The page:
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Whisky Types Around the World


Wondering what the different types of whisky are around the world? Let’s break it down.

Navigating the complicated world of whisky can be tricky. Whisky can be defined as the fermentation of grains, distillation and maturation in oak casks, but this loose description leaves plenty of room for creativity. The varied types and flavours of whisky produced around the world attest to this. Whisky is, most famously, produced in Scotland, of course, but also in more than 100 countries, with Ireland, America, Canada and Japan, in particular, having their own unique kinds of whisky.


Ireland has made recognizing whisky from different parts of the world a little easier by making its whiskey clearly distinguishable through its spelling. Most whisky is spelled, like it is at The Glenlivet, without an “e”, but whiskey distilled in Ireland, and most whiskey from America, is spelled with an “e”.

More than just terminology is involved, however. The traditional style of Irish whiskey, called pot still, is triple distilled, rather than double distilled like it is for Scotch whisky. It is also made from both malted and unmalted barley. The fresh barley adds a light, delicate, fruity flavour, a characteristic Irish whiskey has now become largely synonymous with.

Ireland also produces malt Irish whiskey, which is made from only malted barley. Then there is grain whiskey, which is made from a cereal other than barley. It also creates blends, which typically combine whiskeys made from grain and barley.

Some of these whiskeys are double distilled and peaty, like some Scotch whiskies. With others the grain is dried over a smokeless heat, giving a more smooth finish. It just goes to show it’s always difficult to generalize.


Knowing your grains is key to unravelling the complicated world of North American whiskies.

By law, American rye whiskey must be distilled from a mash of at least 51% rye, a grass grown extensively as a grain. Other ingredients in the mash are usually corn and malted barley. American rye whiskey is known for its fruity, spicy flavour. Some compare the taste to a whisky from Scotland’s Highland region.

American bourbon, on the other hand, is distilled from at least 51%, and not usually more than 80%, corn. Like most foodstuffs, whiskey evolved around local ingredients and customs, and corn made its way into American whiskey as it was readily available. By law (legislation was put in place to protect jobs in the lumber industry during the Great Depression) bourbon has to be matured in new American oak. The chemical vanillin, found in Quercus Alba, combined with the natural sweetness of corn, makes bourbon noticeably more sugary, floral and perfumed. Whether the extra sugar has made the drinkers more sweet remains up for debate.

Canadian whisky is often called rye whisky as historically it was made from rye. There is no legal requirement to use rye, however, only that the liquor possesses the aroma, taste and character generally attributed to Canadian whisky. So contemporary Canadian whisky often actually contains very little rye ­– we did warn you it can get complicated – instead relying heavily on corn and wheat. These ingredients, plus maturation in American oak, means that Canadian whisky is, as a broad guide, sweet, spicy and fruity.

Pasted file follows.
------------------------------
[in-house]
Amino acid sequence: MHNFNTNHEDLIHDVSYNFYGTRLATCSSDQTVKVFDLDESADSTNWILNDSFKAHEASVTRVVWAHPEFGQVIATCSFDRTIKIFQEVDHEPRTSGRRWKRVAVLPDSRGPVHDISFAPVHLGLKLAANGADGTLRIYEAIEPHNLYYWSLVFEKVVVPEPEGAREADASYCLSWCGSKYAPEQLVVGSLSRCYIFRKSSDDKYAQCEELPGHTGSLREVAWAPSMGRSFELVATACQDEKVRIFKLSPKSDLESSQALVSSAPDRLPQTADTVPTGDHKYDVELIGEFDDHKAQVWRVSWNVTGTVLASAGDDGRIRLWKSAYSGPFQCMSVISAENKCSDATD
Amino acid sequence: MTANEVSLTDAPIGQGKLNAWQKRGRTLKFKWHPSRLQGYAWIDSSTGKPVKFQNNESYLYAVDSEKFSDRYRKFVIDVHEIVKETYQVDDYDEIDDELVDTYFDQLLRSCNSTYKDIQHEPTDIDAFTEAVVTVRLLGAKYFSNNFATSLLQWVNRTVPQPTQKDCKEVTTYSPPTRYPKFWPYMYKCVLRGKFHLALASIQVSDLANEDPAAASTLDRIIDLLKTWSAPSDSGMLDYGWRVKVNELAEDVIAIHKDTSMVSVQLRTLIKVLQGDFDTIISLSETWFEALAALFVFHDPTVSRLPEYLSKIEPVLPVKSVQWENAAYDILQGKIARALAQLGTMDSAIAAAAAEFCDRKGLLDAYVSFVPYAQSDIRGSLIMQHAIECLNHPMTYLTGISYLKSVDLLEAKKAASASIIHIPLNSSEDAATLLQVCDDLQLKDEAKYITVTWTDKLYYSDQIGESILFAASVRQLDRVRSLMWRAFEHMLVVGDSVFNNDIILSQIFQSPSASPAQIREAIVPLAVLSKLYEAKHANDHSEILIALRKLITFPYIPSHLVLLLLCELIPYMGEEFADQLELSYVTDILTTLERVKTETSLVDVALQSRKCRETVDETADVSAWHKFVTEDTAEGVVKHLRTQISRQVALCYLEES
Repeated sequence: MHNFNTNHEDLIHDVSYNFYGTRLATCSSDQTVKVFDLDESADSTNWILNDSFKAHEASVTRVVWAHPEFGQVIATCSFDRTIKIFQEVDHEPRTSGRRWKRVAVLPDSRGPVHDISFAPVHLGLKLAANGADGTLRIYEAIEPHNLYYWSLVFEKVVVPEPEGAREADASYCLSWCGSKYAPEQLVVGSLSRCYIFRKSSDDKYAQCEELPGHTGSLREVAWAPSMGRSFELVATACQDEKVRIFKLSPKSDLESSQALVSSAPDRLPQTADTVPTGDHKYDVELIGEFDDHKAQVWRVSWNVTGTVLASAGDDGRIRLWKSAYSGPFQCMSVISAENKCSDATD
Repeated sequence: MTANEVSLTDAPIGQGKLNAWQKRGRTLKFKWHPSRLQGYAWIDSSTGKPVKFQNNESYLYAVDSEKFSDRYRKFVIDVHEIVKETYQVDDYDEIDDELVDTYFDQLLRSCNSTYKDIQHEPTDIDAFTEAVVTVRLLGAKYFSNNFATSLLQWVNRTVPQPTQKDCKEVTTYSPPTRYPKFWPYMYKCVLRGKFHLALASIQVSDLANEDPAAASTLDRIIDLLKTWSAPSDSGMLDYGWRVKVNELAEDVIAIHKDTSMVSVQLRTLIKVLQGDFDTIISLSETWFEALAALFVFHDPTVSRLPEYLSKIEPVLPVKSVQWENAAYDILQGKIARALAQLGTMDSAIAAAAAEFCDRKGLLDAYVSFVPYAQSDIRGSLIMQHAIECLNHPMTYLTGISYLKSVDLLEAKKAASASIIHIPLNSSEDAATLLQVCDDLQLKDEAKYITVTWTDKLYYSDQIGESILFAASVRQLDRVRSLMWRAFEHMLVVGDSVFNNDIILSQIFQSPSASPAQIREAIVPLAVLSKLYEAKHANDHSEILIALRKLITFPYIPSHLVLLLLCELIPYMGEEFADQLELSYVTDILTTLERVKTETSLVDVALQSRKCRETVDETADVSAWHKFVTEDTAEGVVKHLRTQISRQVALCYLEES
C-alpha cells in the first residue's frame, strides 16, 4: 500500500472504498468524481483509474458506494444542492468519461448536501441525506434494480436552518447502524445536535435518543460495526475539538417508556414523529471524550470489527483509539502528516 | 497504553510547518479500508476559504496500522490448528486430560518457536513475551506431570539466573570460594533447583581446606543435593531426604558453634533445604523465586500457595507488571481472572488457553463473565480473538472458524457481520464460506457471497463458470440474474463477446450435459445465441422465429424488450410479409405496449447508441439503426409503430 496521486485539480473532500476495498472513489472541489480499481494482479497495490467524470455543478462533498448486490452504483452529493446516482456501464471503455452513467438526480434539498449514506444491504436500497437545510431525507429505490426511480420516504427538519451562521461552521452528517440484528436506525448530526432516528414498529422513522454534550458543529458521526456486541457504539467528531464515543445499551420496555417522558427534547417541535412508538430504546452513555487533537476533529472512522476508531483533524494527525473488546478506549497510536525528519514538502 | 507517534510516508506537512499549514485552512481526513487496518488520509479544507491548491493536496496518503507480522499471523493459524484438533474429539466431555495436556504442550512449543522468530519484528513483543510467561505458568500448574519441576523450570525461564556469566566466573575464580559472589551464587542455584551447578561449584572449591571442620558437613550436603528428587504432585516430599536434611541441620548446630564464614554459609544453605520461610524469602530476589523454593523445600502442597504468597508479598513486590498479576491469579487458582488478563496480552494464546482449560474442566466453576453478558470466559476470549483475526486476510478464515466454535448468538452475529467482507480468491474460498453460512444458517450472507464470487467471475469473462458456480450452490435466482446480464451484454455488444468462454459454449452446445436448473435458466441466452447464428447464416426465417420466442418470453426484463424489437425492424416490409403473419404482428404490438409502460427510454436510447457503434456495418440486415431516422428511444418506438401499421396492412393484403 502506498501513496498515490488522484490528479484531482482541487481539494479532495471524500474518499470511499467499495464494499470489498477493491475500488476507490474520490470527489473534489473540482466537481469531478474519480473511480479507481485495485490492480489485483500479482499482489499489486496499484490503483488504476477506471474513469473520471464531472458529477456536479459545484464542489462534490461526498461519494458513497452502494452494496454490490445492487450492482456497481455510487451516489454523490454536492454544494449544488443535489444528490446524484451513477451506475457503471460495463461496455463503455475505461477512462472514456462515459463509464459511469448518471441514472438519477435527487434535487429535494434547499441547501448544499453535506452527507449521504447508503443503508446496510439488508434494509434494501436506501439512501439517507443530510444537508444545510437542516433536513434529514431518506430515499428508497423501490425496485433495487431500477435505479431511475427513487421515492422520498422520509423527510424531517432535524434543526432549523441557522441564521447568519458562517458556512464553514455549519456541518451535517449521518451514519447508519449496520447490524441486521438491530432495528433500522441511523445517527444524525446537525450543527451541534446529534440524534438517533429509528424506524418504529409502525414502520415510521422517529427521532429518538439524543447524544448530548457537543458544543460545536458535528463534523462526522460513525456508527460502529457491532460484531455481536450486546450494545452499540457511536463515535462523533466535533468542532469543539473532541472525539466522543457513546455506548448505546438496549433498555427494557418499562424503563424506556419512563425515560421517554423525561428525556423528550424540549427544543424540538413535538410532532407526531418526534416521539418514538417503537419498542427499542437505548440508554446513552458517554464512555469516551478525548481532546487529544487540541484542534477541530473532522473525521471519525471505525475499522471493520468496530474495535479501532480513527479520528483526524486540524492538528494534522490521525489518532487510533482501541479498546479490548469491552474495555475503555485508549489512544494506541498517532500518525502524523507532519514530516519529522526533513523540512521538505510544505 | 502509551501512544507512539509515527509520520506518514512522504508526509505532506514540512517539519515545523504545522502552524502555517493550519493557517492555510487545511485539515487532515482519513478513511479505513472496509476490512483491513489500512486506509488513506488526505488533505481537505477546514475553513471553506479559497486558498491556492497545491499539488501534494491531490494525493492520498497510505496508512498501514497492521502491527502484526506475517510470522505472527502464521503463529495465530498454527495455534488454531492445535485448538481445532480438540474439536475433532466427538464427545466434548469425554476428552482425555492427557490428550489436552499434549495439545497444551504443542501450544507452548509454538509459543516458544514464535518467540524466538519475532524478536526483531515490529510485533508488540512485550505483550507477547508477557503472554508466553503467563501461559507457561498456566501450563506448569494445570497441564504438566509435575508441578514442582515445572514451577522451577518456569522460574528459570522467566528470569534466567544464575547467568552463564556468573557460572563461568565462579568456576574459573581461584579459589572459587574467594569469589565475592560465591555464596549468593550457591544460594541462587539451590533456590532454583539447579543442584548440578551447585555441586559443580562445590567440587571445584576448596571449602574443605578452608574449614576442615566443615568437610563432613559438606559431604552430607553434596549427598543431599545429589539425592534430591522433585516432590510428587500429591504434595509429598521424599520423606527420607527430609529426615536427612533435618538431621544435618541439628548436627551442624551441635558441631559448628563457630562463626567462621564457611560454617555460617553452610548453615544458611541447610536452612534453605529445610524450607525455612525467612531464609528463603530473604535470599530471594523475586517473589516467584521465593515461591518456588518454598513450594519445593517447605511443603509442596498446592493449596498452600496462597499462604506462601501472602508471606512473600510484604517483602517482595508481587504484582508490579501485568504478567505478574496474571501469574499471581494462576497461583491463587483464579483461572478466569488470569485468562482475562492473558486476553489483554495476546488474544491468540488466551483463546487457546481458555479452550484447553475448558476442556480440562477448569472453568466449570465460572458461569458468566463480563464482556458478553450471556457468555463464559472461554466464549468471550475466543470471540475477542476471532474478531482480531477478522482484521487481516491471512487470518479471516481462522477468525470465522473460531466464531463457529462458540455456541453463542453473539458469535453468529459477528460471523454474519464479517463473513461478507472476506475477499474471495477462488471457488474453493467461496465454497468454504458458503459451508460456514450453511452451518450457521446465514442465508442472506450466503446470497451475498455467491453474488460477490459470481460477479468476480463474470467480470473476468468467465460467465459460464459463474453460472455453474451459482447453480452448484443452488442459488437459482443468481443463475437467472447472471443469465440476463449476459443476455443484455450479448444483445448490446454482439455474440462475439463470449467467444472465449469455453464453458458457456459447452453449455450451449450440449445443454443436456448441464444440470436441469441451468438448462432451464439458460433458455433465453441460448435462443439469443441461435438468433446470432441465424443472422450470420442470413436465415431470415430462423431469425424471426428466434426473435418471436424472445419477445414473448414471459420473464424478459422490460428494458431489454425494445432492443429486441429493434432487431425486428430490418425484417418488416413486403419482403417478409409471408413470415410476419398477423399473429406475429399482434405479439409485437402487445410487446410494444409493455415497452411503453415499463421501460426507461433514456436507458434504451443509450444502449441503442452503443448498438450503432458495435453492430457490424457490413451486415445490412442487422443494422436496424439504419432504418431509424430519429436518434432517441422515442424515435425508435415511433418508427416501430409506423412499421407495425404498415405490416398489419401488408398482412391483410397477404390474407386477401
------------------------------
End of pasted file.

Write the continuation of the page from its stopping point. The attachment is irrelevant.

“Un whisky The Glenlivet nature, s’il vous plaît.”



Of all the varieties of whisky in the world, Japanese whisky is most closely related to Scotch. Whisky-making knowledge from Speyside and other regions was taken to Japan in the early 1920s, and whisky there is still mainly made from barley imported from Scotland. All of Japan’s distilleries are clustered on Japan’s main, central island of Honshu, except for one on the northernmost island of Hokkaido.



While Scotch whisky has had hundreds of years to evolve, Japanese whisky has had only decades. The distilleries have managed, however, to develop their own styles quickly, mainly through innovation. The distilleries often use a variety of still shapes and sizes, and experiment with using peated and unpeated barley, different yeast strains, fermentation processes and cut points. They also make use of a range of cask options, including the distinctive ‘mizunara’ or Japanese oak. This variety in production styles makes it hard to generalize, but the prolific use of first-fill casks has given Japanese whisky a tendency to be creamy and spicy.


As the definition of single malt is that the whisky only contains malted barley from a single distillery, wherever in the world that may be, Japanese whisky and Irish whiskey can be a single malt. Scotch whisky is, however, protected by Geographical Indications (GI) status, so only a whisky made in Scotland can be a Scotch whisky. So while Japanese whisky may have been styled on its Scottish progenitor, for example, it will never reach the lofty heights of being called Scotch. All the whisky produced at The Glenlivet is, of course, pure single malt Scotch.

“Out of all the 110-120 countries making whisky, Scotch is only made in Scotland.
This makes it the most aspirational drink in the world.
The only other drinks that have as much cachet are perhaps Champagne or Cognac.”


The whisky produced in Scotland runs the full range of flavours, from heavily peated and smoky to light and fruity, and even slightly saline in coastal regions. There is almost always sweetness, either in full-blown caramel glory or just the slightest hint of sugar. The large number of Scotch distilleries makes it difficult, and unwise, to make broad generalisations.

It’s a lifetime’s journey to learn and experience all there is know about single malt Scotch. That’s why it’s best to return to the beginning, with a dram of The Glenlivet.